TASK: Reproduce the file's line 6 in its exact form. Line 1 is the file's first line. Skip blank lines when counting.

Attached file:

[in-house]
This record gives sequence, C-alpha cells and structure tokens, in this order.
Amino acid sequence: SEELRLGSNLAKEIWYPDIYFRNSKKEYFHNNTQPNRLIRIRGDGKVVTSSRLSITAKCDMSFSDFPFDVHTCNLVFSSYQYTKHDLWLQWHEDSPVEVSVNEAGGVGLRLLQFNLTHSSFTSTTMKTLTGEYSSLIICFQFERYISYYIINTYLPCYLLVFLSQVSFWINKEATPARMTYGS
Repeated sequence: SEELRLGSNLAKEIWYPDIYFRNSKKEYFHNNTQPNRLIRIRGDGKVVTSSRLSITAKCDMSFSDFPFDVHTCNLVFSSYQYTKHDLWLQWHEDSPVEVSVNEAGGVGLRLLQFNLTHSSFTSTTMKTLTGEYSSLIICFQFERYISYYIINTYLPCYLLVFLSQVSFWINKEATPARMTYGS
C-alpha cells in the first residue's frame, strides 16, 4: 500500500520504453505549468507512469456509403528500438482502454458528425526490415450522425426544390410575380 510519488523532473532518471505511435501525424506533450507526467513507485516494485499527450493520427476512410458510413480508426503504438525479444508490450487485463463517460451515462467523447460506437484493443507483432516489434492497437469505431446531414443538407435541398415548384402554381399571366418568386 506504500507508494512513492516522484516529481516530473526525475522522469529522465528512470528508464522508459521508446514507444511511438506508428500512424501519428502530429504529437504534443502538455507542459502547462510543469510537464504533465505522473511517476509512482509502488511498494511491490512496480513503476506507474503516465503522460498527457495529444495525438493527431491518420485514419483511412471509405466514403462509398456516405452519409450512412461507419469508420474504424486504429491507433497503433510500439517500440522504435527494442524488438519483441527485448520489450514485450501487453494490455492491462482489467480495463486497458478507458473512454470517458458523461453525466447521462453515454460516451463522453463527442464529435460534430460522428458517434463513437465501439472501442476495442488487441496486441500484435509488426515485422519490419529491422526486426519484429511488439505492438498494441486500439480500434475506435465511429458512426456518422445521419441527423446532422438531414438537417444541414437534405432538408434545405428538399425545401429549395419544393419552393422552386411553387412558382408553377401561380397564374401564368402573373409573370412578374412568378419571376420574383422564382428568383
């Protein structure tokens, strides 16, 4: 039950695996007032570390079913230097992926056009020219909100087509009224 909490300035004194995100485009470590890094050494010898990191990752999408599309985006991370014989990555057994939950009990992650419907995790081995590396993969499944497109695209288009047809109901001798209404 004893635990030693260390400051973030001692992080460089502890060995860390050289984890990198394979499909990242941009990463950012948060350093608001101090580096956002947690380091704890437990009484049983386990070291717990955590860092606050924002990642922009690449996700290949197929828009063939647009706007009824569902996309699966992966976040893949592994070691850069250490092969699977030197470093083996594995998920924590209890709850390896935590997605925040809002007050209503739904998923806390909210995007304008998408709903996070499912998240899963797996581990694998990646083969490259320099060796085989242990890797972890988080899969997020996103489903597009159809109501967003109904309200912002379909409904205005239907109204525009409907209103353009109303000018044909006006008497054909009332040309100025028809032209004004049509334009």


């Protein structure tokens, strides 16, 4: 039950695996007032570390079913230097992926056009020219909100087509009224 909490300035004194995100485009470590890094050494010898990191990752999408599309985006991370014989990555057994939950009990992650419907995790081995590396993969499944497109695209288009047809109901001798209404 004893635990030693260390400051973030001692992080460089502890060995860390050289984890990198394979499909990242941009990463950012948060350093608001101090580096956002947690380091704890437990009484049983386990070291717990955590860092606050924002990642922009690449996700290949197929828009063939647009706007009824569902996309699966992966976040893949592994070691850069250490092969699977030197470093083996594995998920924590209890709850390896935590997605925040809002007050209503739904998923806390909210995007304008998408709903996070499912998240899963797996581990694998990646083969490259320099060796085989242990890797972890988080899969997020996103489903597009159809109501967003109904309200912002379909409904205005239907109204525009409907209103353009109303000018044909006006008497054909009332040309100025028809032209004004049509334009």